FILE PHOTO: The logo of Amazon is seen at the company logistics centre in Boves, France, August 8, 2018. [Photo/Agencies]

The tax arrangements of online retail giant Amazon have come in for fresh criticism as, just days after announcing record profits following a year in which people have bought more online because of the pandemic, it was announced that the company, whose headquarters for much of Europe is in Luxembourg, did not have to pay any corporation tax there.

Sales in Europe last year brought in a record 44 billion euros ($52 billion), but official accounts show that the Luxembourg operation, which employs almost 6,000 staff, made a loss of more than 1 billion euros, so paid no tax.

On the contrary, it has tax credits worth 56 million euros stored up, that can be called upon for any future profits, which British Labour Party member of Parliament Margaret Hodge said showed a continuation of the company’s “relentless campaign of appalling tax avoidance continues”.

“Amazon’s revenues have soared under the pandemic while our high streets struggle, yet it continues to shift its profits to tax havens like Luxembourg to avoid paying its fair share of tax,” she told the Guardian Newspaper.

“These big digital companies all rely on our public services, our infrastructure, and our educated and healthy workforce. But unlike smaller businesses and hard-working taxpayers, the tech giants fail to pay fairly into the common pot for the common good.”

The new figures come a week before Europe’s second-highest court is due to make a ruling on the company’s appeal against an order by the European Union that it must pay around 250 million euros of back taxes in Luxembourg, a small country but one that attracts many major corporations because of its tax system.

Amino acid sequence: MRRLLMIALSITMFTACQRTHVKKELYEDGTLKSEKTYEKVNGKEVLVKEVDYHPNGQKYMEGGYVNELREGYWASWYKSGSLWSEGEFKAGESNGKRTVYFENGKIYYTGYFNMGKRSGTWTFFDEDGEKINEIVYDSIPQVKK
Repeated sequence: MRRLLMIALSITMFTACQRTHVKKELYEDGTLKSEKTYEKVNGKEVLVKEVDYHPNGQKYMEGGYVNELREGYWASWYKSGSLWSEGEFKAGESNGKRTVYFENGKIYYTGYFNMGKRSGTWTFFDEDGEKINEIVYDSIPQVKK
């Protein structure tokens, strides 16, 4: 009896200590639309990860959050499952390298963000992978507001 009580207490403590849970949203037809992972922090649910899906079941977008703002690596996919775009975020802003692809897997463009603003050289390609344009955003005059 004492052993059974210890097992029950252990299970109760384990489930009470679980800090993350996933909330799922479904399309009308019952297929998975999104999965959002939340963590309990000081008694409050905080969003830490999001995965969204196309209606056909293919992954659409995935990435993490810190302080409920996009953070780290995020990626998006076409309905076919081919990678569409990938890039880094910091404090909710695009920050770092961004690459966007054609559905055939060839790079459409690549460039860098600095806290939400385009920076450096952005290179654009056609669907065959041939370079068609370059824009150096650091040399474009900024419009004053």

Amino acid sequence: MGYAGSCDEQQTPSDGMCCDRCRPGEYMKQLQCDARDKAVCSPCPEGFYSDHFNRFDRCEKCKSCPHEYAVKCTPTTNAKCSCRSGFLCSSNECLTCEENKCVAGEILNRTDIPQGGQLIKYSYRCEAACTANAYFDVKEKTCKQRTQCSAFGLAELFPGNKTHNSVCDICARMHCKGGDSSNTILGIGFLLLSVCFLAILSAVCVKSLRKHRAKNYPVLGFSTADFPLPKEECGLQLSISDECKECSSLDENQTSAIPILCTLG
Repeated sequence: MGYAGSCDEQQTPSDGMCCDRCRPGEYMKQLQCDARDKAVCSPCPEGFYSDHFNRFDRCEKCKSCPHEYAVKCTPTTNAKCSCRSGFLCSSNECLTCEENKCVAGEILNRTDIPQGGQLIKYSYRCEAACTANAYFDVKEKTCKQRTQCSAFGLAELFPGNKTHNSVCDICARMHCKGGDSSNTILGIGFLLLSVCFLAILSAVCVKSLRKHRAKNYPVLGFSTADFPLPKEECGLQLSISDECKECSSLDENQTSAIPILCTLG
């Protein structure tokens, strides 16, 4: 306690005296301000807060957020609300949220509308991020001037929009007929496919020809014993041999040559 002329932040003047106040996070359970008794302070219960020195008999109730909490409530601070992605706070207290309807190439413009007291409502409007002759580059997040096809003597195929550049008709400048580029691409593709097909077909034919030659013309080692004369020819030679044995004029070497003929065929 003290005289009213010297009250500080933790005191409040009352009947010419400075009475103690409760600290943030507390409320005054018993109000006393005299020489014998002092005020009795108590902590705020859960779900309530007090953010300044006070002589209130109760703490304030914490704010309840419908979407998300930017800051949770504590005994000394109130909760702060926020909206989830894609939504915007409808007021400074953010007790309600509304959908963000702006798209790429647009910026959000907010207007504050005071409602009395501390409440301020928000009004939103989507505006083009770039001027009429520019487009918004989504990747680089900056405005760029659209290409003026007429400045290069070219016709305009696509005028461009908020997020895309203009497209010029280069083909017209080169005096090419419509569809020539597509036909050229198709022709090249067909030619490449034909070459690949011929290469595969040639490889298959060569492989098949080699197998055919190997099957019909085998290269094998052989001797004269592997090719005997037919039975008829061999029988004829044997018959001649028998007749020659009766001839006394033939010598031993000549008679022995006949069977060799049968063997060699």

The matter in question dates back to a European Commission ruling in 2017 that Luxembourg, where Amazon is a significant employer among the population of less than half a million people, had allowed the company to funnel its profits through a holding company, avoiding tax.

The state of Luxembourg has defended its actions, saying Amazon did not gain a selective advantage from the treatment.

Amazon established its business in Luxembourg in 2003, when the country’s prime minister was Jean-Claude Juncker, who went on to serve as president of the European Commission before the incumbent, Ursula von der Leyen.

In a 2014 interview with Luxembourg Newspaper d’Letzebuerger Land, Bob Comfort, who was Amazon’s head of tax until 2011, said Juncker had offered to help Amazon.

“His message was simply: ‘If you encounter problems which you don’t seem to be able to resolve, please come back and tell me. I’ll try to help,'” Comfort said.

In later years, Comfort became the honorary consul for Luxembourg in Seattle, which is where Amazon’s United States headquarters are located.